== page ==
apart from the High Court judgments. The appellant supported the award by placing reliance on judgment of this Court in

Mantoo Sarkar vs. Oriental Insurance Company Limited, (2009) 2 SCC 244

apart from other judgments.

5. The High Court upheld the objection of the respondent and allowed the appeal of the respondent company and directed refund of the amount deposited/paid, if any, to the respondent company. It was observed :

“In the instant case admittedly the accident took place in Hooghly. The claimant, as evident from the cause title, resides at Hoogly. The owner, the respondent, too resides at Hooghly. Hooghly, no doubt, is beyond the territorial jurisdiction of the Tribunal at Kolkata. The argument of the respondent-claimant that the Kolkata Tribunal exercises jurisdiction since the regional office of the insurance company is situated within its territorial limits cannot be accepted as the last option under section 166(2) cannot be construed to mean the residential address of the company as a company can have a business or an office address and not a residential address. Therefore, the Tribunal at Kolkata had no jurisdiction to entertain the claim petition. In this regard we follow the principles of law laid down in New India Assurance Company Limited vs. Kustiswar Pramanik (supra) [2010(1) T.A.C. 405 (Cal), in Nirmala Devi Agarwal (supra) [2013 (3) CLJ (Cal)] and in the unreported judgment delivered on 18th July, 2012 in FMA 724 of 2008 with C.O.T. 22 of 2008 (The New Indian Assurance Col. Ltd. vs. Silpi Dutta & Ors.) and we respectfully disagree with the judgment in FMA 1454 of 2013 (National Insurance Company Ltd. vs. Alpana Jana & Ors.)”.

6. We have heard learned counsel for the parties.

7. Learned counsel for the appellant submitted that the High Court was in grave error in holding that the Kolkata Tribunal could not exercise jurisdiction on the ground that registered office of the insurance company was within its territorial limits. Jurisdiction was available under Section 166(2) if the defendant/respondent in a claim petition was residing within the jurisdiction of the Tribunal. The residence in the case of juristic person included its Principal office. In any case, the view taken by the High Court is directly in conflict with the law laid down by this Court in Mantoo Sarkar (supra) under which the High Court could interfere in such cases only if there was failure of justice. The decisions of this Court in G.S. Grewal and Jagmittar Sain Bhagat have no application to the fact situation at hand.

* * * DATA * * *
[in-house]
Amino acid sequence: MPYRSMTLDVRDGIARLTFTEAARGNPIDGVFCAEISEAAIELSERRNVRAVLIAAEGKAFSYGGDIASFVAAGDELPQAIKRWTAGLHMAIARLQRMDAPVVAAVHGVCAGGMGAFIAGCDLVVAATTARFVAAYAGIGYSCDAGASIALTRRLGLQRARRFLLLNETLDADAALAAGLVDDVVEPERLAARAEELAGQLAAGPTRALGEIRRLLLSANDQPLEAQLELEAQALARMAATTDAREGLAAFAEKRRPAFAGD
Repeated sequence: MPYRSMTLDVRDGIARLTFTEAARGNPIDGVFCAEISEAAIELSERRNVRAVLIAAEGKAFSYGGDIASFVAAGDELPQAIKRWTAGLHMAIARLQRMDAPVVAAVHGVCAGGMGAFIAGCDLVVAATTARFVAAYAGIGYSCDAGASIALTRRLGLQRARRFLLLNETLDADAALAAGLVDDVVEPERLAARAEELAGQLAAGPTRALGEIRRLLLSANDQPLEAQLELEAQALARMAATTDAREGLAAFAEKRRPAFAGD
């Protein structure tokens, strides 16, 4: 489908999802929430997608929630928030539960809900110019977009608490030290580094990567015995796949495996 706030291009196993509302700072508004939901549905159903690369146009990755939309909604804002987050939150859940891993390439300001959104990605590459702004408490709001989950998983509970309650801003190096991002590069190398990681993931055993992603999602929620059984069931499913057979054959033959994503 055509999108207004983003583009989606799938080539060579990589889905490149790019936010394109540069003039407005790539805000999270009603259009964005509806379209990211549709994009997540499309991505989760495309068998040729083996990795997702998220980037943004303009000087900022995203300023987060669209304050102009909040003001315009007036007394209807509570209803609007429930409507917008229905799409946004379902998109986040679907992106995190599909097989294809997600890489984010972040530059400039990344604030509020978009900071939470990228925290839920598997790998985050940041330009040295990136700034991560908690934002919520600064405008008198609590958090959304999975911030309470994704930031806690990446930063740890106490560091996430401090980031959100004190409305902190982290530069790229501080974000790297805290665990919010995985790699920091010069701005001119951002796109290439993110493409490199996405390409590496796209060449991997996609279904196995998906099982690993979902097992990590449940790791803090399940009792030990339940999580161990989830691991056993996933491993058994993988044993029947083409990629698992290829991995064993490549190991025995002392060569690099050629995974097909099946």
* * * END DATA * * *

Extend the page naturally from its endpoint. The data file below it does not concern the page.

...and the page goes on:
8. Learned counsel for the respondent company on the other hand, supported the view taken by the High Court and submitted that the place of residence within the jurisdiction of the Tribunal under Section 166(2) of the Act could not mean the place of business. He sought to distinguish the view taken by this Court in Mantoo Sarkar (supra).

9. The question for consideration thus is whether the Tribunal at Kolkata had the jurisdiction to decide the claim application under Section 166 of the Act when the accident took place outside Kolkata jurisdiction and the claimant also resided outside Kolkata jurisdiction, but the respondent being a juristic person carried on business at Kolkata. Further question is whether in absence of failure of justice, the High Court could set aside the award of the Tribunal on the ground of lack of territorial jurisdiction.

10. In our view, the matter is fully covered by decisions of this Court in Mantoo Sarkar (supra). It will be worthwhile to quote the statutory provision of Section 166(2) of the Act :